Interfaith Leaders Call For ‘Legal Action’ Against Hate Speech

By Lawi Weng 29 April 2016

RANGOON — Over 100 community leaders from different religions nationwide participated in a three-day forum on “Interfaith Understanding and Peace Advocacy” in Rangoon this week to reduce interreligious tension in Burma.

One of the forum’s organizers, Aung Naing Win of the Metta Setwaing Organization, told The Irrawaddy today that in the meeting, held from April 26-28, community and religious leaders discussed how to better fight hate speech.

“We intend to work together with civil society groups in our own communities,” Aung Naing Win said. “We want to work with law enforcement to take action against those who use hate speech, and we want to empower our community through education to positively engage for peace.”

Burma has a new democratically elected government led by Aung San Suu Kyi’s National League for Democracy (NLD). Religious and community leaders at the forum expressed a readiness to work with this government in order to address interreligious conflict in the country.

“Our idea is that our religious leaders, civil society leaders, lawyers and the government will work together to create a law [on the issue],” Aung Naing Win added.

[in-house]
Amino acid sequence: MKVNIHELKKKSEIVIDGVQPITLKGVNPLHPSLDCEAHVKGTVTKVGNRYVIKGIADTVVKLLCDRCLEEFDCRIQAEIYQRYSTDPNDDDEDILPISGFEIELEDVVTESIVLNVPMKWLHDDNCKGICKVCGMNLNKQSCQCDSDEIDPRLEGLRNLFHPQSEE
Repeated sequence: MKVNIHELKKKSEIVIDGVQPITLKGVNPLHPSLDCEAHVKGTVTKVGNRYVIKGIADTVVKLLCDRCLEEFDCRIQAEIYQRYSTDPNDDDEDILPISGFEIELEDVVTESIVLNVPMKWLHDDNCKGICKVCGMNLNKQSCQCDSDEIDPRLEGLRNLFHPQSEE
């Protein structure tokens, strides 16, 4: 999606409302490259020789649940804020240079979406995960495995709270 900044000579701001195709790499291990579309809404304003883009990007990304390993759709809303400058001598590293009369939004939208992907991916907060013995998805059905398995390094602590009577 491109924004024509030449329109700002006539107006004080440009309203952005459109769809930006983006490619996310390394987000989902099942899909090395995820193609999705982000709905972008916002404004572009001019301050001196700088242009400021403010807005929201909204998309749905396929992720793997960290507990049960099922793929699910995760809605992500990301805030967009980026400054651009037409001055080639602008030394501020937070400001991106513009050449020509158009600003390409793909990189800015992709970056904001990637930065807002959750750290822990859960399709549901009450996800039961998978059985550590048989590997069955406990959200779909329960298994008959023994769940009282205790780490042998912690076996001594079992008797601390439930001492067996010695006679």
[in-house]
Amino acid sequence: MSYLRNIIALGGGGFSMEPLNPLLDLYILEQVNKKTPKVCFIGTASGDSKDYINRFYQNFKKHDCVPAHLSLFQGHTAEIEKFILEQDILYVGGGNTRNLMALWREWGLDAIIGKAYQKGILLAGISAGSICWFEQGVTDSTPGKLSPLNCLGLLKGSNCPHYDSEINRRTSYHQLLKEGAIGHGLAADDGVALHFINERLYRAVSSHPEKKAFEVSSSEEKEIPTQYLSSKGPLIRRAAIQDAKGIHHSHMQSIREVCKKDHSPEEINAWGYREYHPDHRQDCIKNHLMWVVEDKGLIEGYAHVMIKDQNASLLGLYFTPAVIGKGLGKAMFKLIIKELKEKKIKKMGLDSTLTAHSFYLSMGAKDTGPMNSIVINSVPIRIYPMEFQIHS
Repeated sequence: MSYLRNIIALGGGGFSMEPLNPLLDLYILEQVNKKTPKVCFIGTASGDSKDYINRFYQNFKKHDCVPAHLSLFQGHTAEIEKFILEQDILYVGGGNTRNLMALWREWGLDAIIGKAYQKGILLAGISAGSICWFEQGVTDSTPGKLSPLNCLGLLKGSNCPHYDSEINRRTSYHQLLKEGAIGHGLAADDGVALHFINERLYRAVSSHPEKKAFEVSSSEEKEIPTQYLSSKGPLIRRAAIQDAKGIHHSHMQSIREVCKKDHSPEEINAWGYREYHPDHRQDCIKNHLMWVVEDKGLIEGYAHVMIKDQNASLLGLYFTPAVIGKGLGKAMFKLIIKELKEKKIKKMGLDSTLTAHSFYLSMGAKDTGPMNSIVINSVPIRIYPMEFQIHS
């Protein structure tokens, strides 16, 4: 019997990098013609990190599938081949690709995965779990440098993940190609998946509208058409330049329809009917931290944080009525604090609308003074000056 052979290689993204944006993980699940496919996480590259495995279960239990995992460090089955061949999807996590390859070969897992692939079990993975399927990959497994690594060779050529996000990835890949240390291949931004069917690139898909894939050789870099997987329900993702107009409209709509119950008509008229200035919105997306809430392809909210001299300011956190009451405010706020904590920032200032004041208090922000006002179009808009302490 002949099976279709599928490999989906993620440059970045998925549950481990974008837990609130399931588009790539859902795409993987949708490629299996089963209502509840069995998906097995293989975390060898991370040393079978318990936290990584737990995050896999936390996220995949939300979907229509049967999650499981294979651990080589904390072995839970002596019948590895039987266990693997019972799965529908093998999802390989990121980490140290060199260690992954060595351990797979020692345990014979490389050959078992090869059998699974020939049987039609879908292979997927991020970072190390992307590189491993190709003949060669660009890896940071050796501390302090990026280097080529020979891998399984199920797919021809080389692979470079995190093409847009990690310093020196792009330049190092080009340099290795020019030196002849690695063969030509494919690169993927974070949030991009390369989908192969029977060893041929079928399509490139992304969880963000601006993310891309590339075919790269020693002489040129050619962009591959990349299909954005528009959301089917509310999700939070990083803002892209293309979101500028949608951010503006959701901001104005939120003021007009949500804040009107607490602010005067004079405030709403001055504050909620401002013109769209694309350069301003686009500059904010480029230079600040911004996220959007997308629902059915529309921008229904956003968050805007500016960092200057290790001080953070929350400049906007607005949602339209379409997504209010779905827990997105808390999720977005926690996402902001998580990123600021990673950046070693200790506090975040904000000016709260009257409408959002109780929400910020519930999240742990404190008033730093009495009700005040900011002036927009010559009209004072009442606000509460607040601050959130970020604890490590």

According to leaders who attended the forum, the cause of this type of conflict in Burma is the political manipulation of religion. To combat this, trust must be built so that peace at the community level cannot be easily destroyed, they said.

Burma has a sizeable Buddhist majority, and Animist, Christian, Hindu and Muslim minorities. In 2012, ethnoreligious conflict broke out in Arakan State and spread throughout the country as Buddhist nationalists targeted Muslims with violence.

Myint Thein, a Christian community leader who gave an opening speech at the interfaith forum, said that he believes interreligious conflict will continue as long as no legal action is taken against those who ignite tensions.

“It was easy to create problems around this issue. It was a sensitive issue,” he said, but also reminded participants that they had “stayed together for a long time, and we did not have problems in the past.”